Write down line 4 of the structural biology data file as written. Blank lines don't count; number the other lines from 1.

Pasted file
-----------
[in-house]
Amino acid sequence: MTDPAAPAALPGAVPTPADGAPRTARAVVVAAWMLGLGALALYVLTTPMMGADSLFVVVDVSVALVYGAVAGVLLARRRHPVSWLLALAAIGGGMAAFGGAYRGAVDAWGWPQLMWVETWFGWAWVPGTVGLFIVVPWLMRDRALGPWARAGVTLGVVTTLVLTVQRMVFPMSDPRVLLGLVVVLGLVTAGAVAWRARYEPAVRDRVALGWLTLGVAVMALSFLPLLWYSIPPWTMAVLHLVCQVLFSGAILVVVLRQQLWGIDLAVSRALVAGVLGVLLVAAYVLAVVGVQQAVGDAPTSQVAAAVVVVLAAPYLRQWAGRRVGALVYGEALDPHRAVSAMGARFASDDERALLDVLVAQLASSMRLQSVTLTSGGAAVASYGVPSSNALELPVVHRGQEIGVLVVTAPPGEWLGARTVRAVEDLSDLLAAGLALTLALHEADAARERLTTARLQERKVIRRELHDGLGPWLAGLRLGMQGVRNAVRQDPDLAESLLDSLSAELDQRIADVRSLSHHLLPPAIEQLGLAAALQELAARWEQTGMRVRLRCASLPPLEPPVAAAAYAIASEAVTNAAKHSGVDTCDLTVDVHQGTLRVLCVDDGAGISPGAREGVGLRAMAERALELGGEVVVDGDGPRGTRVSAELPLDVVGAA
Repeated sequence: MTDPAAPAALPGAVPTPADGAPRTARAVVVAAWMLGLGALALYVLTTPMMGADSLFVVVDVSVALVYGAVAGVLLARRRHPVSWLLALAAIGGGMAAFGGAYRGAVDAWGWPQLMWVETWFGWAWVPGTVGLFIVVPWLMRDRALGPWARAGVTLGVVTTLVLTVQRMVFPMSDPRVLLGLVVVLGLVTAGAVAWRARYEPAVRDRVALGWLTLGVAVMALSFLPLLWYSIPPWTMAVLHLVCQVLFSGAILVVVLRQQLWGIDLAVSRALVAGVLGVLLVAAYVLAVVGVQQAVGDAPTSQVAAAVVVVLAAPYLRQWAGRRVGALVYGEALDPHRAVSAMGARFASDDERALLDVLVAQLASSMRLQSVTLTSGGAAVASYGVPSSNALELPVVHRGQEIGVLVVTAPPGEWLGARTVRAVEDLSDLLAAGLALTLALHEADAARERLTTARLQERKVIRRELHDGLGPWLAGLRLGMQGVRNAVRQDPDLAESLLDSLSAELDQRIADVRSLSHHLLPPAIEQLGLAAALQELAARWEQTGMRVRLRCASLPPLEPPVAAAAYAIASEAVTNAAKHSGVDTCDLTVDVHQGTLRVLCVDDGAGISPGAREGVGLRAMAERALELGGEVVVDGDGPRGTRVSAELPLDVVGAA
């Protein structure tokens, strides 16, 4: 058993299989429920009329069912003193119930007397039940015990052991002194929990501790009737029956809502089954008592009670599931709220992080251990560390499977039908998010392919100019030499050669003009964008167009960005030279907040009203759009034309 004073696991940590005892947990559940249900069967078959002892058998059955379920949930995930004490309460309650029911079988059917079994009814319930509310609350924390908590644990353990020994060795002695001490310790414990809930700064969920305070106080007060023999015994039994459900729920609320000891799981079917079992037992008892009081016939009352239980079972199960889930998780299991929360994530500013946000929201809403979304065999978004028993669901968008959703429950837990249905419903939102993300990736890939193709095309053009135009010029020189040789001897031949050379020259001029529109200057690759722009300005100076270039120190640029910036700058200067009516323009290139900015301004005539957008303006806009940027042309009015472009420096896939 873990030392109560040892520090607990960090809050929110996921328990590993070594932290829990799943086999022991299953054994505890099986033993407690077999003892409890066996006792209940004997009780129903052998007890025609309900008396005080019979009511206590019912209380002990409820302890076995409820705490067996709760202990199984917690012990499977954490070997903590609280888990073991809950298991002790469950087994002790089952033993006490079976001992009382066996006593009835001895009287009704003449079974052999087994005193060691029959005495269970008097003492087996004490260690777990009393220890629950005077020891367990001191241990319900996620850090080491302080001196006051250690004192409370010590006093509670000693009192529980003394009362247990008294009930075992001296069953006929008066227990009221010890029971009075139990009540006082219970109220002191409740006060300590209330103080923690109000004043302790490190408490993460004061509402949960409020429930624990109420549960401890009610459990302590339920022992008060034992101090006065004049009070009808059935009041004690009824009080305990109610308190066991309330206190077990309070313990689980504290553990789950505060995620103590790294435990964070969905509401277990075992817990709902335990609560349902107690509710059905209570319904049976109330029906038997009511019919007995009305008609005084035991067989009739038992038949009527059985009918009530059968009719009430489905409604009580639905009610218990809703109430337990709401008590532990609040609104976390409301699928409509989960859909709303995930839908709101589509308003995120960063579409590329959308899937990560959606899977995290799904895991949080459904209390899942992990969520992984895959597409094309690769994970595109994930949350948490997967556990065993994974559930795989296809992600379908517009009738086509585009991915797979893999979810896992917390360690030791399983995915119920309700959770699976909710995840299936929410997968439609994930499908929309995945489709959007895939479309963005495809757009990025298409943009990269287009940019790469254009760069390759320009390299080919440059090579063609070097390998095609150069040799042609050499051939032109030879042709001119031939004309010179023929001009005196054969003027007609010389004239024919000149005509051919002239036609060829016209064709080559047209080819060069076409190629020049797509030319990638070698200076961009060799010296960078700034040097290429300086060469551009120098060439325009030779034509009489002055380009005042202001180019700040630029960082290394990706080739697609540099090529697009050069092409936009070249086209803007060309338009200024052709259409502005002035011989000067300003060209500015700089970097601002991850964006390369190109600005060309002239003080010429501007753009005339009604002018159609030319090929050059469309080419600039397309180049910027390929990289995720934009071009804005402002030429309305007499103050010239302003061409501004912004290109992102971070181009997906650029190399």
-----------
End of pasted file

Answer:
């Protein structure tokens, strides 16, 4: 058993299989429920009329069912003193119930007397039940015990052991002194929990501790009737029956809502089954008592009670599931709220992080251990560390499977039908998010392919100019030499050669003009964008167009960005030279907040009203759009034309 004073696991940590005892947990559940249900069967078959002892058998059955379920949930995930004490309460309650029911079988059917079994009814319930509310609350924390908590644990353990020994060795002695001490310790414990809930700064969920305070106080007060023999015994039994459900729920609320000891799981079917079992037992008892009081016939009352239980079972199960889930998780299991929360994530500013946000929201809403979304065999978004028993669901968008959703429950837990249905419903939102993300990736890939193709095309053009135009010029020189040789001897031949050379020259001029529109200057690759722009300005100076270039120190640029910036700058200067009516323009290139900015301004005539957008303006806009940027042309009015472009420096896939 873990030392109560040892520090607990960090809050929110996921328990590993070594932290829990799943086999022991299953054994505890099986033993407690077999003892409890066996006792209940004997009780129903052998007890025609309900008396005080019979009511206590019912209380002990409820302890076995409820705490067996709760202990199984917690012990499977954490070997903590609280888990073991809950298991002790469950087994002790089952033993006490079976001992009382066996006593009835001895009287009704003449079974052999087994005193060691029959005495269970008097003492087996004490260690777990009393220890629950005077020891367990001191241990319900996620850090080491302080001196006051250690004192409370010590006093509670000693009192529980003394009362247990008294009930075992001296069953006929008066227990009221010890029971009075139990009540006082219970109220002191409740006060300590209330103080923690109000004043302790490190408490993460004061509402949960409020429930624990109420549960401890009610459990302590339920022992008060034992101090006065004049009070009808059935009041004690009824009080305990109610308190066991309330206190077990309070313990689980504290553990789950505060995620103590790294435990964070969905509401277990075992817990709902335990609560349902107690509710059905209570319904049976109330029906038997009511019919007995009305008609005084035991067989009739038992038949009527059985009918009530059968009719009430489905409604009580639905009610218990809703109430337990709401008590532990609040609104976390409301699928409509989960859909709303995930839908709101589509308003995120960063579409590329959308899937990560959606899977995290799904895991949080459904209390899942992990969520992984895959597409094309690769994970595109994930949350948490997967556990065993994974559930795989296809992600379908517009009738086509585009991915797979893999979810896992917390360690030791399983995915119920309700959770699976909710995840299936929410997968439609994930499908929309995945489709959007895939479309963005495809757009990025298409943009990269287009940019790469254009760069390759320009390299080919440059090579063609070097390998095609150069040799042609050499051939032109030879042709001119031939004309010179023929001009005196054969003027007609010389004239024919000149005509051919002239036609060829016209064709080559047209080819060069076409190629020049797509030319990638070698200076961009060799010296960078700034040097290429300086060469551009120098060439325009030779034509009489002055380009005042202001180019700040630029960082290394990706080739697609540099090529697009050069092409936009070249086209803007060309338009200024052709259409502005002035011989000067300003060209500015700089970097601002991850964006390369190109600005060309002239003080010429501007753009005339009604002018159609030319090929050059469309080419600039397309180049910027390929990289995720934009071009804005402002030429309305007499103050010239302003061409501004912004290109992102971070181009997906650029190399």